Back in February, I blogged about Danger at the Front Desk. And, I’m sure that many who read it likely thought, “that could never happen in my office.” And, I hope it never does happen. But, the reality is that it COULD happen ANYWHERE. And, it does on rare occasion.
Small Chances. Big Consequences.
I will acknowledge that the probability of a violent incident is quite small. But, the CONSEQUENCES and COST… if it does happen… are tremendous. The probability of me being in an automotive head-on collision are quite miniscule. But, the consequences if it does happen can be severe. I wear my seat belt every day. And, how many of us would buy a car without an airbag system?
The probability is low, but the stakes are high. Very high.
It CAN happen, even in dental offices.
I was made aware (by my online friends) of three recent stories (violence in a dental office) in the news:
- Police: Dentist Assaulted (Youngstown, Ohio)
- Patient stabs dentist to death over teeth treatment (Osan, South Korea)
- California Dentist and staff held hostage for five hours and then robbed.
- Added 2/8/14: Man hit dentist with tire iron for prescribing medicine instead of pulling tooth
- Added 3/6/14: Patient told dentist ‘he had bullet for his head’
- Added 3/13/15: Man Upset About Bill Pulls Gun On Dearborn Dentist
While I suspect the vast majority of us have wonderful patients in our practices. I know I do. I believe “like attracts like.” Most of the time, we attract people that are like ourselves. And, oftentimes, people who get into any kind of trouble… attracted it to themselves. This is all generally true. BUT… anyone who serves the public can cross the wrong person. It CAN happen, despite our best efforts to avoid them.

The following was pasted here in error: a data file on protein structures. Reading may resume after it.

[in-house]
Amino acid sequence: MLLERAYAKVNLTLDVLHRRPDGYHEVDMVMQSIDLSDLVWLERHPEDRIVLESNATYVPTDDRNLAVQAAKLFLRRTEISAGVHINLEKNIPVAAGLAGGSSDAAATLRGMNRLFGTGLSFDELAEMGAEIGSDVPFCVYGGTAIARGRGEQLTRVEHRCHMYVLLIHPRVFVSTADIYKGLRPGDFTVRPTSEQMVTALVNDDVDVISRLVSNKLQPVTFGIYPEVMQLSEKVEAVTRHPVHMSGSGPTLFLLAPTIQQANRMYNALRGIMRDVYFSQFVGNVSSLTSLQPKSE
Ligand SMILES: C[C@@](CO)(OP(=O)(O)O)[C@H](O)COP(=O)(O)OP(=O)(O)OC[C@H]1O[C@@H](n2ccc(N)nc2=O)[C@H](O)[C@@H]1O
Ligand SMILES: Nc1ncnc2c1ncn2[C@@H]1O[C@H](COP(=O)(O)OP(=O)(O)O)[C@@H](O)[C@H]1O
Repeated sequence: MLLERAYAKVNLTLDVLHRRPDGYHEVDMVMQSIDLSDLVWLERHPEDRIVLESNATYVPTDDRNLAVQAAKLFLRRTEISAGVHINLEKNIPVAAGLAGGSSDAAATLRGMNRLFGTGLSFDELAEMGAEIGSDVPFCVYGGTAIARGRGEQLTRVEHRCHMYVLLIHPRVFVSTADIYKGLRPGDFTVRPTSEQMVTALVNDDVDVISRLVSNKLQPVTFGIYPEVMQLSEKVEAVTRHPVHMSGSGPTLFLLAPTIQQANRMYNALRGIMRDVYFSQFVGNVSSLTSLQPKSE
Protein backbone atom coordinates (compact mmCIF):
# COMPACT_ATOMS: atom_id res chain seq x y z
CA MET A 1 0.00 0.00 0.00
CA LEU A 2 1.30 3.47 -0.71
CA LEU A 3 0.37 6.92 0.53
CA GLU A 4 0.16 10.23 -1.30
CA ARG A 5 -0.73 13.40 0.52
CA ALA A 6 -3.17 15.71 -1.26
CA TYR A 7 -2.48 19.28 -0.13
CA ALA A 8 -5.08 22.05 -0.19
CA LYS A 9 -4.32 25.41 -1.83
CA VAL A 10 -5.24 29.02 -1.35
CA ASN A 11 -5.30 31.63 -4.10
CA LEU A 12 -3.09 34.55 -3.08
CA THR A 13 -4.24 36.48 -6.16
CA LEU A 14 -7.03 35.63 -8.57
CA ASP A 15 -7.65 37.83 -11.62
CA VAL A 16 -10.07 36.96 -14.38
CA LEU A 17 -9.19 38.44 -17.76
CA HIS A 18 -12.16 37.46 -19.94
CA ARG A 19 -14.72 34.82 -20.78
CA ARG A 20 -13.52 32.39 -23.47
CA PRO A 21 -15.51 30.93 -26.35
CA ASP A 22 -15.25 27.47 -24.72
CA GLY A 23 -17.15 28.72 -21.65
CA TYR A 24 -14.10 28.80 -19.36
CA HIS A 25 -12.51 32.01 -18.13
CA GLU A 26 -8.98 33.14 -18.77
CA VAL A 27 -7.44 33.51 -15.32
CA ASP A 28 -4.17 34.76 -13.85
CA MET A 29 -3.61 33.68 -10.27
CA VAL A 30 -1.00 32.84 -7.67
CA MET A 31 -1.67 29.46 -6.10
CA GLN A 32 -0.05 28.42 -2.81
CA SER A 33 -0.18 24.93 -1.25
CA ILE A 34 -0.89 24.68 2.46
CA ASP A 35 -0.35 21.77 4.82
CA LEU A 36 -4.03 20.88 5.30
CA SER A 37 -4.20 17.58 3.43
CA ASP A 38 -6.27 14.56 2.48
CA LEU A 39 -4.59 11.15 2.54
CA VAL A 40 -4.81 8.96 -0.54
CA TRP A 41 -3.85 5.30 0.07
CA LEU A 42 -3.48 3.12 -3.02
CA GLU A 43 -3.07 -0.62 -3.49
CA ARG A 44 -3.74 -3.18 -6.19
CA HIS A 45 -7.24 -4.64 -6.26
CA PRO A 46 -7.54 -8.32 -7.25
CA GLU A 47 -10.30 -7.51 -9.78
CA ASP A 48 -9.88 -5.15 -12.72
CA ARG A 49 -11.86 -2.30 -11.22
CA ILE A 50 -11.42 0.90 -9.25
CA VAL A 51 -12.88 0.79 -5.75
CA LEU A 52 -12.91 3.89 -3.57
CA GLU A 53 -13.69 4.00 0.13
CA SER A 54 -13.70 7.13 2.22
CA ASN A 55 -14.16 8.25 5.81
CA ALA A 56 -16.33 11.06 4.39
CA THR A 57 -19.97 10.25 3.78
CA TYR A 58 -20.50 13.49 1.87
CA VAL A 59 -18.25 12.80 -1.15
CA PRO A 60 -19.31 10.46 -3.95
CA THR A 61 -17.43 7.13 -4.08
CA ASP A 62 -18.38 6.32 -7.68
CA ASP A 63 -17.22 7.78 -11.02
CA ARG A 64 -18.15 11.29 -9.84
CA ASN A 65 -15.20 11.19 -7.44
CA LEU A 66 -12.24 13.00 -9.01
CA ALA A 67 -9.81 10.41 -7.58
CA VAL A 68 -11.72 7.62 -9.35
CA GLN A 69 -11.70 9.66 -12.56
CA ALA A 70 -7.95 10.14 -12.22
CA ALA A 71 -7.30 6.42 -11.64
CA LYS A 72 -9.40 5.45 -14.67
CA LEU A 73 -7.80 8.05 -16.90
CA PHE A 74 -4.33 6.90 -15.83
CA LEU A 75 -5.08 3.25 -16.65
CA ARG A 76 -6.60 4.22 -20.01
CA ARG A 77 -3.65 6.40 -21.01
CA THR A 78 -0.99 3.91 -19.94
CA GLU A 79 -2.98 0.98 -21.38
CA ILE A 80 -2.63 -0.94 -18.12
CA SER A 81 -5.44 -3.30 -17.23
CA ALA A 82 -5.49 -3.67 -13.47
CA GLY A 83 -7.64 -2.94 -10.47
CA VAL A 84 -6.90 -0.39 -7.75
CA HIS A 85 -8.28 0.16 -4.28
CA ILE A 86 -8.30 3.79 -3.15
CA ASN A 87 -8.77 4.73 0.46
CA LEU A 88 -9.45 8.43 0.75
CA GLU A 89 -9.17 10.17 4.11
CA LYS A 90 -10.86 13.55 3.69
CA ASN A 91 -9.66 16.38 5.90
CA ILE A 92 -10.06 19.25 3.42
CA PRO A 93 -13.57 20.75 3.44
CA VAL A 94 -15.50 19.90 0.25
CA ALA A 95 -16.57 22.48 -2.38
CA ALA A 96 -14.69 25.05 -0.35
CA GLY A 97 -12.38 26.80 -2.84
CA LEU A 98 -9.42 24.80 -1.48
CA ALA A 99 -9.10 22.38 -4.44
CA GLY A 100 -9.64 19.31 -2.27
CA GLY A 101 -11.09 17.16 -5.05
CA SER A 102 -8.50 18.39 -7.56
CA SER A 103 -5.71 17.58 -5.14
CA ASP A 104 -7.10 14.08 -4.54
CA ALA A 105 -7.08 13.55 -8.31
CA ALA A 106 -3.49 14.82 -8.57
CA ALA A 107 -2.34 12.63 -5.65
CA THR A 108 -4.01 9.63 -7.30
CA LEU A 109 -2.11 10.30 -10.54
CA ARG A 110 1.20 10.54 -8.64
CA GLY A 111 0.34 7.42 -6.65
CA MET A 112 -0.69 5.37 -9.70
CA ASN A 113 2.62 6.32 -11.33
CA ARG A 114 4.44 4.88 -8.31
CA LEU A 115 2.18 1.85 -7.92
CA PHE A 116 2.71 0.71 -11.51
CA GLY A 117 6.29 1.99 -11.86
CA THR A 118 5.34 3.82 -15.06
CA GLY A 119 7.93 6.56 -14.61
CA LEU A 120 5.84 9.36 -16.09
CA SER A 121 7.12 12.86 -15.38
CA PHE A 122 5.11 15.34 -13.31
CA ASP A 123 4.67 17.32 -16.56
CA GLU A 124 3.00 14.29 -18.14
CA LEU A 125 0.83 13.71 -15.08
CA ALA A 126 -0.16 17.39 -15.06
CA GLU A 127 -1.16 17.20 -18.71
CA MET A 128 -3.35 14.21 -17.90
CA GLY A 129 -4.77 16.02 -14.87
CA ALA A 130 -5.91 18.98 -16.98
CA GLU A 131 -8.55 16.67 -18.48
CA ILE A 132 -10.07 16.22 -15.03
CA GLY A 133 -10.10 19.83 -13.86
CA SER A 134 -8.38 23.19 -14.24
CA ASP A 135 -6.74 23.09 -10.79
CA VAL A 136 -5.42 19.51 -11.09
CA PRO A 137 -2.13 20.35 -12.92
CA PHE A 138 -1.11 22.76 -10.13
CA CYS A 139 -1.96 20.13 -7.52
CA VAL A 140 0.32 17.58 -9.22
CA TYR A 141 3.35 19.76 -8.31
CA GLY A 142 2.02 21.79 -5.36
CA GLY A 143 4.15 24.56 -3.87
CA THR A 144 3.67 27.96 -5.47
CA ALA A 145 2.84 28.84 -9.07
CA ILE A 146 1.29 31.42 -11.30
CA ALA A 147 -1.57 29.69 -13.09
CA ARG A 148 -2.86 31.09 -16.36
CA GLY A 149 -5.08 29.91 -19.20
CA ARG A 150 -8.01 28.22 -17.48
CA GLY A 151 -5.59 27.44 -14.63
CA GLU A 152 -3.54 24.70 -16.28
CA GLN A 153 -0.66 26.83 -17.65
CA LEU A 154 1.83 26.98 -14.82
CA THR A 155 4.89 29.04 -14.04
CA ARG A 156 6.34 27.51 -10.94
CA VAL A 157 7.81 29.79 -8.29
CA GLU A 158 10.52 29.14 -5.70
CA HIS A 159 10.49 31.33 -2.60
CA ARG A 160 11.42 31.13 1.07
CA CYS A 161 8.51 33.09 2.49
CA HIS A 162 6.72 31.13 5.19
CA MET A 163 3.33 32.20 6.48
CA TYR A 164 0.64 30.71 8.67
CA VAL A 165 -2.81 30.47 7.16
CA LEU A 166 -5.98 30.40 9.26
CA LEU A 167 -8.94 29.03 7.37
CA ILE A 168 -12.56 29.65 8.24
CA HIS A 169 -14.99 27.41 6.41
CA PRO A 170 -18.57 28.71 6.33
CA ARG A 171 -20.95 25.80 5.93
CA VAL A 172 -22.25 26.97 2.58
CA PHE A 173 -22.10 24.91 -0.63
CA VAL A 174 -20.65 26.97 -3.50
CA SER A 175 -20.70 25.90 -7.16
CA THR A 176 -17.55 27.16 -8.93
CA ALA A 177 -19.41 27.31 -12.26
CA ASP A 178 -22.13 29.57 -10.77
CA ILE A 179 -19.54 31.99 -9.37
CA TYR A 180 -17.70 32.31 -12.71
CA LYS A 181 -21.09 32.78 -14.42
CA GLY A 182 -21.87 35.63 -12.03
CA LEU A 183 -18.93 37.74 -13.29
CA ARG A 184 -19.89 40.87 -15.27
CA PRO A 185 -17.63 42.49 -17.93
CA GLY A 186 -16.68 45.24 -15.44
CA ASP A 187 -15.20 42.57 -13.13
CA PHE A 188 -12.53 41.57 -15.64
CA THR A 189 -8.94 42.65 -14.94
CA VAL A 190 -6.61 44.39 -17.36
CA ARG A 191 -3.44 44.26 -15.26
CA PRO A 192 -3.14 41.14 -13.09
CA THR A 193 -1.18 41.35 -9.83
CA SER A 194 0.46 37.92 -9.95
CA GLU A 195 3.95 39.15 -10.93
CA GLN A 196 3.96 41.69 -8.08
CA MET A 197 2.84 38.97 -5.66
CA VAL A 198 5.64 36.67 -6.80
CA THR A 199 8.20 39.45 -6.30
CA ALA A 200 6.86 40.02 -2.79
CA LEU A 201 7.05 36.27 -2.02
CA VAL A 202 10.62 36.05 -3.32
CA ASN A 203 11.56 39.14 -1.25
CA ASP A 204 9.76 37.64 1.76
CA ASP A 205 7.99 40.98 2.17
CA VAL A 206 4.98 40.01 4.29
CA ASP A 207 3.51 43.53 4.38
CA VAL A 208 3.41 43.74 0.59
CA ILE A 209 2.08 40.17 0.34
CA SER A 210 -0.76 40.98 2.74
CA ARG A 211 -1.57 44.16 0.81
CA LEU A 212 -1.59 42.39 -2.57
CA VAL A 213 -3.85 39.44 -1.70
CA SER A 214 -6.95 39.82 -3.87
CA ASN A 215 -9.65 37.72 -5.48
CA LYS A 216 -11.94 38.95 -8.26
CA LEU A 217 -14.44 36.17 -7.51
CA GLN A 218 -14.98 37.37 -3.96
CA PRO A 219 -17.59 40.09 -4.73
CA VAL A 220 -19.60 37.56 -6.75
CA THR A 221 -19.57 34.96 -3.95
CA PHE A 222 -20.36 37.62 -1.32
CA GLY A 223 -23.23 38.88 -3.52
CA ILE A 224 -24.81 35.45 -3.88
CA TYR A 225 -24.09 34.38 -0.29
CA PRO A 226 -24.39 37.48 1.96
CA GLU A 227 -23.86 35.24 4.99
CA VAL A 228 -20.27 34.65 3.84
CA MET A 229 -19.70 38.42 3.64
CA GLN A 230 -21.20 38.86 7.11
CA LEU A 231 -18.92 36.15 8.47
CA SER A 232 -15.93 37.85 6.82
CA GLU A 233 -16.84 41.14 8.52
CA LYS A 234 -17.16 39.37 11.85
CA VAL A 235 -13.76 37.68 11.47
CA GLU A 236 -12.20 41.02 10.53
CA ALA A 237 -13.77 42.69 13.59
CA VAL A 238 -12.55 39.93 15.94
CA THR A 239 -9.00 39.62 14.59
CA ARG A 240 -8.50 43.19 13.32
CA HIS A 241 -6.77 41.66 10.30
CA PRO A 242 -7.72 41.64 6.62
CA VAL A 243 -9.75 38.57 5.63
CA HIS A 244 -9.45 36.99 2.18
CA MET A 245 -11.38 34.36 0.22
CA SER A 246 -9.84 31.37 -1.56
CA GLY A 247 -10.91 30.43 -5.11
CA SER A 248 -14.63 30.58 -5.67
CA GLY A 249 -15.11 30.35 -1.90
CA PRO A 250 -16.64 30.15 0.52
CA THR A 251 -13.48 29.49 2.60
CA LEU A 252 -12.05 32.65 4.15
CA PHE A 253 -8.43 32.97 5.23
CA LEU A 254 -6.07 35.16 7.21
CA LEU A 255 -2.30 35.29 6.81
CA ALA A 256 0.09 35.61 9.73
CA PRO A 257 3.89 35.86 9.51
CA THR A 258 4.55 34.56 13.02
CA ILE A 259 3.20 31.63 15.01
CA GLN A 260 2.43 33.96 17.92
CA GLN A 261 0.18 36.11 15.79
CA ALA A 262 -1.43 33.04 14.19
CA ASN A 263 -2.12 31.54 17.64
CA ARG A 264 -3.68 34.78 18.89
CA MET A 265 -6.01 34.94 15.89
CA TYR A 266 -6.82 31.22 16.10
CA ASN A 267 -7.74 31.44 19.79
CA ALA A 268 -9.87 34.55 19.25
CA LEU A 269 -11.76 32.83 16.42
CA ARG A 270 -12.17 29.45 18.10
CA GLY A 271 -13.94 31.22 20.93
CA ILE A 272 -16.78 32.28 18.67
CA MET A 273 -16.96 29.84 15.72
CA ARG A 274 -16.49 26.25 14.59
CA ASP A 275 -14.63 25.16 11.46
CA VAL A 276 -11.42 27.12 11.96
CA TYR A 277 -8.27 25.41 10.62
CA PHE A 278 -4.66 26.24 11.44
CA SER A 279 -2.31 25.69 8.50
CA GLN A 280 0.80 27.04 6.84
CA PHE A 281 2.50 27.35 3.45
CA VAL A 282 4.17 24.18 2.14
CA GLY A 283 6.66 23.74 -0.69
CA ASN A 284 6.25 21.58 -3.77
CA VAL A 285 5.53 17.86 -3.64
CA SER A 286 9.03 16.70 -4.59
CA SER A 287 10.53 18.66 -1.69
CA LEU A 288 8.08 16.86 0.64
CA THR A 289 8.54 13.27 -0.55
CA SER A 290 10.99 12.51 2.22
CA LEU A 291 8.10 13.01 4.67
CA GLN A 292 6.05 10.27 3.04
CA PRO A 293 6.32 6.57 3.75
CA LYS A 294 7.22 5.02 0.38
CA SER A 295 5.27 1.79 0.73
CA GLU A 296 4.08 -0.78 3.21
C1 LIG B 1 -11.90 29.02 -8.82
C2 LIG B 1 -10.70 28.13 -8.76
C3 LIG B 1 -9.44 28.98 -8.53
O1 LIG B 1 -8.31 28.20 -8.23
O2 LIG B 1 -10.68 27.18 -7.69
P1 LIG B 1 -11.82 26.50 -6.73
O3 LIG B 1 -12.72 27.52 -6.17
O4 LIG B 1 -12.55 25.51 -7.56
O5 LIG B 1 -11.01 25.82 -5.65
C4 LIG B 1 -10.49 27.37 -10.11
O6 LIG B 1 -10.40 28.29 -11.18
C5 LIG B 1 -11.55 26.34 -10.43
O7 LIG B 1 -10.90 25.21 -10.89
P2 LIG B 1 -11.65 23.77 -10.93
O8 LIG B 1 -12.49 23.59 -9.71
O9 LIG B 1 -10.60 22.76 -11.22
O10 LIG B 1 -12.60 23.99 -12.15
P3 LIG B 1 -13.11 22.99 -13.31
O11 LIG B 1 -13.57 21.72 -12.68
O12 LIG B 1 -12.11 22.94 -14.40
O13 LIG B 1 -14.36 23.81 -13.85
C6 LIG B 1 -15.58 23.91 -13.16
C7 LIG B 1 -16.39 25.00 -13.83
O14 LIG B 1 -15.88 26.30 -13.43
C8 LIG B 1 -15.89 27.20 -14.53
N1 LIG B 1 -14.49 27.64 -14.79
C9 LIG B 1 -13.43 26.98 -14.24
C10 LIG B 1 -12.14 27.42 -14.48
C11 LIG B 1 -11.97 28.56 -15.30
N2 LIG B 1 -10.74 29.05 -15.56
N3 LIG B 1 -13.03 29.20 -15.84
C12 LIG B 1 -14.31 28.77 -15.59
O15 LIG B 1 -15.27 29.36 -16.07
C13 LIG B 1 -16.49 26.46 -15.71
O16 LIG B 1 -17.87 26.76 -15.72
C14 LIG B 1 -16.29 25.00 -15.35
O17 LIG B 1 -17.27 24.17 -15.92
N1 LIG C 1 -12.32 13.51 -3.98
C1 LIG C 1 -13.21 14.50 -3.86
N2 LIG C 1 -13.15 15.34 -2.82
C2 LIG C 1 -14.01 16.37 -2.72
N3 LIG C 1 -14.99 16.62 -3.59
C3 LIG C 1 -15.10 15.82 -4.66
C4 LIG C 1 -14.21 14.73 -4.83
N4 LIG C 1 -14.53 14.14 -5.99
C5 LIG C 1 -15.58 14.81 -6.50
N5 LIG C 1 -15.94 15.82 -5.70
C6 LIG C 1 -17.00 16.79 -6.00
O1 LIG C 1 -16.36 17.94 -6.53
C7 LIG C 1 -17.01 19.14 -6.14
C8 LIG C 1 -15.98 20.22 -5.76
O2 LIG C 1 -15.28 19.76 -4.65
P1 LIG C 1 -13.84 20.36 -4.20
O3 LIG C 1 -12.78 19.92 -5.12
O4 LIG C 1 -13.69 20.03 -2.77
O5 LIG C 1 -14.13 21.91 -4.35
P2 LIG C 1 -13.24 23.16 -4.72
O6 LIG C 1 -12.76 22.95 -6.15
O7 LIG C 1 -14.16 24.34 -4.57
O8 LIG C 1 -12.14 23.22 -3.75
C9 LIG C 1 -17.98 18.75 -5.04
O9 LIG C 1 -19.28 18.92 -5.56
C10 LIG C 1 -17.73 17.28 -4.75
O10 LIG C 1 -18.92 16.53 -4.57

Let’s get personal… personal…
Not only do we dentists serve the public, we serve them in a very personal way. The mouth is a very “intimate” part of the body. We are “in their faces” during treatment. And, the outcomes of our treatment can affect them in multiple and very personal ways. First and foremost, we can affect their comfort. We can alleviate pain. Or, in some cases, our treatments may cause temporary discomfort. This can have an effect on their ability to function at the most basic of levels, such as eating. It can affect their ability to sleep, too. And, being even temporarily deprived of the most basic bodily functions can be very distressing. I learned that from personal experience just a few months ago, immediately after my appendectomy.
Our treatments can affect people socially, as well. Our mouths are obviously related to our ability to communicate. They are the centerpiece of our facial appearance. Our mouths are also used in other ways, “socially.” So, perceived (or real) negative outcomes of dental treatment can have significant emotional impact. Accordingly, you might run across a patient or two that gets VERY upset.
Of course, there are also financial issues that can precipitate emotional outbursts. That’s why in my office we “INform before we PERform.” No surprises. There are no guarantees, but it sure helps to get financial issues sorted out early.
S.A. – Situational Awareness
The concept of “Situational Awareness” applies in the office just as much as it does when you’re out and about in the world. In any case of conflict, I bet we can all look back and say, “I saw it coming.” We saw it, but we IGNORED that tiny voice in our heads. And, if YOU didn’t see it coming, I bet SOMEONE in your office did. Staff can be particularly good at reading people. Dentists? Not so much. If your staff suggests you should tread carefully or not treat, LISTEN TO THEM.